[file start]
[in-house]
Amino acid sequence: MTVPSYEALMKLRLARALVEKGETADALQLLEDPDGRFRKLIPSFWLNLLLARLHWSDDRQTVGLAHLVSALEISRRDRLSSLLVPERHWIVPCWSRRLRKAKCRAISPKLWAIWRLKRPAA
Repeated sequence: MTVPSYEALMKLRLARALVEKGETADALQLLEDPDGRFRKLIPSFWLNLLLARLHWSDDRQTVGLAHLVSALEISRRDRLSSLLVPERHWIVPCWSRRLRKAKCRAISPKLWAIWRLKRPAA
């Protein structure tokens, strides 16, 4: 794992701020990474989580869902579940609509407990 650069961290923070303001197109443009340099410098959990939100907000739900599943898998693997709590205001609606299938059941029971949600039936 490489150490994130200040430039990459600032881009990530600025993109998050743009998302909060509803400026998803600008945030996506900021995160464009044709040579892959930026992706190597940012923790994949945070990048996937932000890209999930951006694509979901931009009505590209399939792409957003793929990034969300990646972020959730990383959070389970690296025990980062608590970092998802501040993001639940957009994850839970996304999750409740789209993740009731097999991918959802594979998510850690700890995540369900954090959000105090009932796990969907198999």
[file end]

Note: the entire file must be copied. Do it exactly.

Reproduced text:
[in-house]
Amino acid sequence: MTVPSYEALMKLRLARALVEKGETADALQLLEDPDGRFRKLIPSFWLNLLLARLHWSDDRQTVGLAHLVSALEISRRDRLSSLLVPERHWIVPCWSRRLRKAKCRAISPKLWAIWRLKRPAA
Repeated sequence: MTVPSYEALMKLRLARALVEKGETADALQLLEDPDGRFRKLIPSFWLNLLLARLHWSDDRQTVGLAHLVSALEISRRDRLSSLLVPERHWIVPCWSRRLRKAKCRAISPKLWAIWRLKRPAA
């Protein structure tokens, strides 16, 4: 794992701020990474989580869902579940609509407990 650069961290923070303001197109443009340099410098959990939100907000739900599943898998693997709590205001609606299938059941029971949600039936 490489150490994130200040430039990459600032881009990530600025993109998050743009998302909060509803400026998803600008945030996506900021995160464009044709040579892959930026992706190597940012923790994949945070990048996937932000890209999930951006694509979901931009009505590209399939792409957003793929990034969300990646972020959730990383959070389970690296025990980062608590970092998802501040993001639940957009994850839970996304999750409740789209993740009731097999991918959802594979998510850690700890995540369900954090959000105090009932796990969907198999």